New Home Sales Highest in Ten Years: Economy on a Roll?

New home sales rose 6.2% in October to 685,000 units. The percentage gain since August was the most in nearly 3 decades.

New home sales put in huge back-to-back percentage gains, the most in nearly three decades, and steamrolling expectations according to Mortgage News Daily.

New Home Sales by Region

For whatever reason there was a 30.2% suge in the Northeast and a 17.9% surge in the Midwest according to the Census Bureau report on New Residential Construction.

Bond Market Reaction

I like to watch the bond market reaction following economic reports.

Curiously, 10-year and 5-year yields are down 1 basis point, the rest are flat. I view this as no overall reaction.

If the expectation was a jump in inflation or a strengthening of the economy, yield at the long end should have jumped.

Rate Hikes

A reader asked "why would the Fed stop hiking?" That's easy.

1) Recession

2) Sustained stock market decline

I expect both.

For further interest rate discussion, please see What Will the Yield Curve Look Like if the Fed Hikes in Dec and March?

Mike "Mish" Shedlock

@Sechel: Consider this scenario: You buy a house for $150k with $30k down. 5 years later, I buy it from you for $200k. You now have $30k + $50k = $80k in your pocket. Good investment right? Well now that $80k can get you into a $400k house! Your income may go up 15% over that 5 years, but the house the bank thinks you can afford has gone up 100%. My point is that banks lending money on increased house prices is putting new money into the economy. And that new money is going into the pockets of people who just sold their houses and need new ones. So to some degree, housing prices can continue going up well past the wage income of the population as a whole.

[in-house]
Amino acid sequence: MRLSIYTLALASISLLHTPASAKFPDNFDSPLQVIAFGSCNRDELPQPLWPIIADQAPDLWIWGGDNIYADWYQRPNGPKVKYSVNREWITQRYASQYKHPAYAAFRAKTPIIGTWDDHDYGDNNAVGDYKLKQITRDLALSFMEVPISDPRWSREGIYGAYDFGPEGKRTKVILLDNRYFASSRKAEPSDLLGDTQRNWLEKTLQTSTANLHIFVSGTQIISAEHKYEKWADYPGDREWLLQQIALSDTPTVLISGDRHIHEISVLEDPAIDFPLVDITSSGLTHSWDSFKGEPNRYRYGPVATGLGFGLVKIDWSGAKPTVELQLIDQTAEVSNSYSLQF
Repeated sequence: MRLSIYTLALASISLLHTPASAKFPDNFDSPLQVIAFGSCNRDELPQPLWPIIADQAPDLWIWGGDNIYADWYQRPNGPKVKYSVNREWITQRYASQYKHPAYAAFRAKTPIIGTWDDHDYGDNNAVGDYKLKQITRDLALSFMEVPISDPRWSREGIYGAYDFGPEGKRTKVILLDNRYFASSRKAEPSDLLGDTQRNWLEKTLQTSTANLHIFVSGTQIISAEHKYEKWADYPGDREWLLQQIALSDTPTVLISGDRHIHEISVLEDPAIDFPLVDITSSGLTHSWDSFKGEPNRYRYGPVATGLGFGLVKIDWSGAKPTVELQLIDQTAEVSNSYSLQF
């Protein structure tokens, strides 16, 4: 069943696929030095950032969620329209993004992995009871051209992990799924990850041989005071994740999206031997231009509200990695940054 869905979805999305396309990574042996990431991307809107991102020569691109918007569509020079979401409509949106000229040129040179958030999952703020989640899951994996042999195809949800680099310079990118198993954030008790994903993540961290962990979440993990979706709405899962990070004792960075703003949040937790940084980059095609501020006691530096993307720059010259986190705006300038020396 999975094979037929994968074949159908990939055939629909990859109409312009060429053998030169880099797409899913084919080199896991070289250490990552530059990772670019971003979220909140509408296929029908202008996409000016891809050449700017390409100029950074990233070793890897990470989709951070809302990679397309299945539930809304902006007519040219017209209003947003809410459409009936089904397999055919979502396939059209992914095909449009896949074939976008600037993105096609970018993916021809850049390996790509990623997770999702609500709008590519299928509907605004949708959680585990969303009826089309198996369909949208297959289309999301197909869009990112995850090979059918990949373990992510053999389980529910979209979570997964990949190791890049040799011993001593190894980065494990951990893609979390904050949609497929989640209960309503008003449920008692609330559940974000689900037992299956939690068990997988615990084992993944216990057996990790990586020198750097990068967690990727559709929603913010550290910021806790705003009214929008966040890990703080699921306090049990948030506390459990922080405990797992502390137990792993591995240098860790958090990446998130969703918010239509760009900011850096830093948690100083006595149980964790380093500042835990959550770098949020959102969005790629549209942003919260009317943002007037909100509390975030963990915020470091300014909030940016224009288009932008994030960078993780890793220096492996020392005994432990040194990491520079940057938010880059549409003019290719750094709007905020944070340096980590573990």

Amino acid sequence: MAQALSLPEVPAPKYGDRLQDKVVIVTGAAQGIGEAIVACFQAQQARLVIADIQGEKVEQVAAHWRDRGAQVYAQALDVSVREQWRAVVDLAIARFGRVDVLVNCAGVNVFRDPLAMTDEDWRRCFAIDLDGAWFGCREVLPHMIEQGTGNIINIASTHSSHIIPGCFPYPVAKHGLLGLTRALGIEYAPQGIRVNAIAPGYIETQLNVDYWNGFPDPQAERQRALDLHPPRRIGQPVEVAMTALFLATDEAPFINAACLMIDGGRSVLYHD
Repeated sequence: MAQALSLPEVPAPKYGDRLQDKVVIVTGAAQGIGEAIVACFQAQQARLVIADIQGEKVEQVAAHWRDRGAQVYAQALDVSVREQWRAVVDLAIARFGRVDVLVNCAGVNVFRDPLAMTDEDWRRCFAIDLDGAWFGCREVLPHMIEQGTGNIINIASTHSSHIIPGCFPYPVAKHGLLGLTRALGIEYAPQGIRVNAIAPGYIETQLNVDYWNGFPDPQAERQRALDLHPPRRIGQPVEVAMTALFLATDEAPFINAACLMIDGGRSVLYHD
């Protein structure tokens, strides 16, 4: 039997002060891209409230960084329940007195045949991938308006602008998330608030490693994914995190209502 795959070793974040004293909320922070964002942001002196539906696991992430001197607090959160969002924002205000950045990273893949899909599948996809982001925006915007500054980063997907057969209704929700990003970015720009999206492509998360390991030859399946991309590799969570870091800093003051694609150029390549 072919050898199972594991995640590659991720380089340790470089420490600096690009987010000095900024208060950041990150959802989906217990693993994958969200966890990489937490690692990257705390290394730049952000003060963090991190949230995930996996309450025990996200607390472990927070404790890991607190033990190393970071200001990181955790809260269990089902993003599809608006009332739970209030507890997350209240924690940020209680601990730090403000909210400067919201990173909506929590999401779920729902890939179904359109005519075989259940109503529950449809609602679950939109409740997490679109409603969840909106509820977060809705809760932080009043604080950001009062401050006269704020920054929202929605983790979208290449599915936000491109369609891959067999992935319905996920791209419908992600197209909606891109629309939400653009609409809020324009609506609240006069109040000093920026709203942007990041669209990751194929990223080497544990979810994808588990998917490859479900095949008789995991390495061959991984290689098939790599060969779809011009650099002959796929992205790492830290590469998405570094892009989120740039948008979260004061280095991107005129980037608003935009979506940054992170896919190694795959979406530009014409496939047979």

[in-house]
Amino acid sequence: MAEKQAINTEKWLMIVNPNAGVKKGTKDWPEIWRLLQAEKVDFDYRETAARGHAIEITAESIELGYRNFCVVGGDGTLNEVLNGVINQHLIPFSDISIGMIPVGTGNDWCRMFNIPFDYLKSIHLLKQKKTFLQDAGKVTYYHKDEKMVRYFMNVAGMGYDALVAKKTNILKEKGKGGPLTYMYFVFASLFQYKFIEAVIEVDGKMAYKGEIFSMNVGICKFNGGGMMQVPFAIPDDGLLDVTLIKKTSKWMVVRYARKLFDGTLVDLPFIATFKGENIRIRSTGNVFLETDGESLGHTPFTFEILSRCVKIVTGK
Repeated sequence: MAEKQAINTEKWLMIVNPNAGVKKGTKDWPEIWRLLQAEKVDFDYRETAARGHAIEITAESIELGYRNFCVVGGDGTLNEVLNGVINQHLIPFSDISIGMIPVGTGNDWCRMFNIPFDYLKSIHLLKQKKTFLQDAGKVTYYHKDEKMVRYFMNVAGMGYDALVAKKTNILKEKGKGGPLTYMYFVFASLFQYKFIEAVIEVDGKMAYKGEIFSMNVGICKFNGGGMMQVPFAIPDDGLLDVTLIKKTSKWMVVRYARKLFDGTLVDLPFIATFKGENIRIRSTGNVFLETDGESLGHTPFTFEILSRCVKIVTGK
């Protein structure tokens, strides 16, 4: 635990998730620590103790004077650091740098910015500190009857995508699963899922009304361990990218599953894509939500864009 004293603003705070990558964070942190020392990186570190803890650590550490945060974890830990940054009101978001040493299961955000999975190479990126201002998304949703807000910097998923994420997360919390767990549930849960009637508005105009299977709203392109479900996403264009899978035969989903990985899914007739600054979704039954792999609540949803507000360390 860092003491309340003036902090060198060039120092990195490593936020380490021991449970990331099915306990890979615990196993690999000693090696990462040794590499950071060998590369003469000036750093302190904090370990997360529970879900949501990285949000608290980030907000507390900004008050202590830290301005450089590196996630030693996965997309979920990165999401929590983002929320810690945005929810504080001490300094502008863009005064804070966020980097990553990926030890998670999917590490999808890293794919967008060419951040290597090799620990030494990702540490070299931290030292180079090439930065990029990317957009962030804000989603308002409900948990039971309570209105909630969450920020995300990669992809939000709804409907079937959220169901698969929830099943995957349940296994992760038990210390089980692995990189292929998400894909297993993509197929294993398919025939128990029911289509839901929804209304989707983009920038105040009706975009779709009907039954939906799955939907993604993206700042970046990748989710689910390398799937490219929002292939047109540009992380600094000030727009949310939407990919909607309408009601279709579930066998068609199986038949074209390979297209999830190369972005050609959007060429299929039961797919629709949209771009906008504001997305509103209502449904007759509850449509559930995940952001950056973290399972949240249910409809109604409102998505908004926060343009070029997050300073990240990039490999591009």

Why you are wrong:

(1) We have been in a net income recession for years. Everyone in the real world knows the economy is not strong, yet the Fed has raised rates. Besides, rates are not the problem with the economy - it's trust and confidence, based on rampant fraud and corruption, plus unequal enforcement of the rule of law.

(2) How will there be a sustained stock market decline? Are all the trouble spots that are seeing their fear capital head into dollar-based assets, which has included RE, suddenly going to be resolved? I'm sure Draghi and Kuroda would love to hear your miraculous plan for recovery. However, don't tell the Joint Chiefs your plan. We can't have piece breaking out all of a sudden.

If you haven't noticed, the world is upside down. Traditional metrics are worthless, as you will see when stocks, gold, rates, and Bitcoin rise together next year.

That would be "peace".

Millenials finally moving out of the basement, this could be big.

Maybe the 30 year yield is low because demand from the likes of Europe is high? Really, given the choice between comparable yields on EU Junk bonds, and US 30's,,,,what's a European investor to do?

On new home sales, numbers aside, do we see a trend on that chart?

Some thoughts on the numbers.

  1. Home sale figures should not be a surprise, home builder confidence values are up and have been trending up for over a year.
  2. The number of new builds being signed and under construction are all rising. This should mean new home closings will continue to rise for the next several months.
  3. As builders have squeezed about all they can get out of the high end buyers, expect builders to refocus on starter homes for Millennials. Yes, Millennials are starting to buy homes.

a weak dollar + foreign investors = rise in home sales

How long have you been expecting a recession now Mish? Since 2010?

With the passage of time, things change and evolve. This transformation can be seen in both society and the economy. A question we must ask is just how relevant today's comparisons are with prior economic cycles? The situation today is in many ways "historically unique" due to the rampant expansion of credit in recent decades.

http://Economic Evolution Renders Many Comparisons Obsolete.html

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